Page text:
Date of Award
Master of Arts (MA)
Andrew Altman - Chair
Andrew J. Cohen
The permissible use of defensive force is a central tenet of the traditional legal and philosophical justification for war and its practice. Just War Theory holds a nation’s right to resist aggressive attack with defensive force as the clearest example of a just cause for war. Just War Theory also stipulates norms for warfare derived from a conception of defensive force asserted to be consistent with the moral reality of war. Recently, these aspects of Just War Theory have been criticized. David Rodin has challenged the status of national defense as an uncontroversial just cause. Jeff McMahan has charged that Just War Theory’s norms that govern warfare are inconsistent with the norms of permissive defensive force. In this thesis I defend the status of national defense as a clear case of a just cause. However, my defense may require revision of Just War Theory’s norms that govern warfare.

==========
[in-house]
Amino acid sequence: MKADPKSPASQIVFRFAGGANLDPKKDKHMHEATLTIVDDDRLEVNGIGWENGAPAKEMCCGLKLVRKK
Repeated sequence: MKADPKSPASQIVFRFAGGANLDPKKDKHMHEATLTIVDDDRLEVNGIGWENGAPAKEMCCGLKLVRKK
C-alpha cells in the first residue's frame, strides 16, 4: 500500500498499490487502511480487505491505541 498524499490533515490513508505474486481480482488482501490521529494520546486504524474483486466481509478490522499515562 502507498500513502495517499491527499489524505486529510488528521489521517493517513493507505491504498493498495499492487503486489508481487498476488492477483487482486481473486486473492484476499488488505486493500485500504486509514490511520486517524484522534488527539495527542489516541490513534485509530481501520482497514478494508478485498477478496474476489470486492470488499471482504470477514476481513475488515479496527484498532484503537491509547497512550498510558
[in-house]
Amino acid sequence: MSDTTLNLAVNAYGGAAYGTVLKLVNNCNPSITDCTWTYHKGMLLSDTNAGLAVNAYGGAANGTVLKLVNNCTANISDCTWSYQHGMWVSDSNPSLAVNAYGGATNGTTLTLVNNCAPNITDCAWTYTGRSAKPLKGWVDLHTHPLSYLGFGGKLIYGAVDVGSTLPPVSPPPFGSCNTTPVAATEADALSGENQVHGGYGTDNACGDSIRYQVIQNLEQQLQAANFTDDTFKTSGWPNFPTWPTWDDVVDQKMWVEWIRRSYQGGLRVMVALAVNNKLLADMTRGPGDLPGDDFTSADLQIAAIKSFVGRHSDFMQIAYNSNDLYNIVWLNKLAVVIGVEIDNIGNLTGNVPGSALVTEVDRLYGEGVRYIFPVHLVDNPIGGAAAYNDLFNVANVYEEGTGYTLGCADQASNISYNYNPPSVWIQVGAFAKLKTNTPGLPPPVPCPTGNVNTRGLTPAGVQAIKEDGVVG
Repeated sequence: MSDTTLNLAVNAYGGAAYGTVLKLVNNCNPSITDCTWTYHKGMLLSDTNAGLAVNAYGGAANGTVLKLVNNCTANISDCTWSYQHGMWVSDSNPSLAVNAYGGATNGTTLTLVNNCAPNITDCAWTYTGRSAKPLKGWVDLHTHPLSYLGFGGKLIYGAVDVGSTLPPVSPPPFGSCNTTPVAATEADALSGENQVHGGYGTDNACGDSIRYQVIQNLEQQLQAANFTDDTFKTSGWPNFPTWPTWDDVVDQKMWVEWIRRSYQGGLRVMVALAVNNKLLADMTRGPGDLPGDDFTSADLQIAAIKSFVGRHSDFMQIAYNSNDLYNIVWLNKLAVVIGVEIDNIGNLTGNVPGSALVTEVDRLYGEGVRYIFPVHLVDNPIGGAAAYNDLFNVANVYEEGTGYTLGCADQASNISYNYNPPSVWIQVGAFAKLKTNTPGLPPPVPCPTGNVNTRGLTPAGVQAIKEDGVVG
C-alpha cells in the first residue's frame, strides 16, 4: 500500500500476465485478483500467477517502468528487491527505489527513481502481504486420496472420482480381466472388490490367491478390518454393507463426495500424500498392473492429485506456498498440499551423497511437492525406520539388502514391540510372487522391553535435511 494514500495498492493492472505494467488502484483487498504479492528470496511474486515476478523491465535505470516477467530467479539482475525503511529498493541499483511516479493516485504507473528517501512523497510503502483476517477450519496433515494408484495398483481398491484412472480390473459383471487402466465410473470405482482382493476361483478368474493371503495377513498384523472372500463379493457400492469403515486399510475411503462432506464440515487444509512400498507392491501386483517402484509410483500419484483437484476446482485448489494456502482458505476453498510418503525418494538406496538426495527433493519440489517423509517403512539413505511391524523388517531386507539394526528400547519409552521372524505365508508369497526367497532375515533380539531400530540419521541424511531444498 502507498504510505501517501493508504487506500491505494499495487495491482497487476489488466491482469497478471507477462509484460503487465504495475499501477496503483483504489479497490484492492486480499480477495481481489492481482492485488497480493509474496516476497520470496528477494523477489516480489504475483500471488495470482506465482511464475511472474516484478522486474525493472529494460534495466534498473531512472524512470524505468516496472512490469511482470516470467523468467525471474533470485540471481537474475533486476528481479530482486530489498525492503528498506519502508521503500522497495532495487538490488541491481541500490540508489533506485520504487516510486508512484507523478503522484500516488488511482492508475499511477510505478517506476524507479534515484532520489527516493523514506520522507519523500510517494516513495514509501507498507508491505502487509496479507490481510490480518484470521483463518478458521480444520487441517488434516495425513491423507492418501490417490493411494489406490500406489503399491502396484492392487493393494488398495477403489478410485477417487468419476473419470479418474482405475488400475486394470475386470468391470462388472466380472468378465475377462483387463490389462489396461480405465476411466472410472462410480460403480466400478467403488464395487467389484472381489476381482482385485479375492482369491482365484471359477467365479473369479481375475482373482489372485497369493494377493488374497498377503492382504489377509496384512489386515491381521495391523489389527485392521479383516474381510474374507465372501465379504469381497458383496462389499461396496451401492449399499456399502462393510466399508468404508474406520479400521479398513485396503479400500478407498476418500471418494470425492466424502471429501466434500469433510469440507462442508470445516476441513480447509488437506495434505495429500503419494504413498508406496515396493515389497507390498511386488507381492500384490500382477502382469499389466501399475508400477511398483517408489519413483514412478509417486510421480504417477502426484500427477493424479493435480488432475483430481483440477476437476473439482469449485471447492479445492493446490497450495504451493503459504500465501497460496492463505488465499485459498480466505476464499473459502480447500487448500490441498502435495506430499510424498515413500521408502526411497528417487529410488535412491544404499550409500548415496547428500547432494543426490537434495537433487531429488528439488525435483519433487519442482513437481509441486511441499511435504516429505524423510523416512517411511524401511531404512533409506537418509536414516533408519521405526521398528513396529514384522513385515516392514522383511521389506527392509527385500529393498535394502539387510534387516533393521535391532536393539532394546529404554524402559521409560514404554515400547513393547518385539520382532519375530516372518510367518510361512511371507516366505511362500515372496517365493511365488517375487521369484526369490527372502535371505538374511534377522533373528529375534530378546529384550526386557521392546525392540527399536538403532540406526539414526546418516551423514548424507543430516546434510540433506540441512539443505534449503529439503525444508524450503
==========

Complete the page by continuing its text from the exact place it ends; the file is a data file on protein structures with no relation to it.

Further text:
Underwood III, Maj Robert E., "The Moral Reality of War: Defensive Force and Just War Theory" (2009). Philosophy Theses. Paper 53.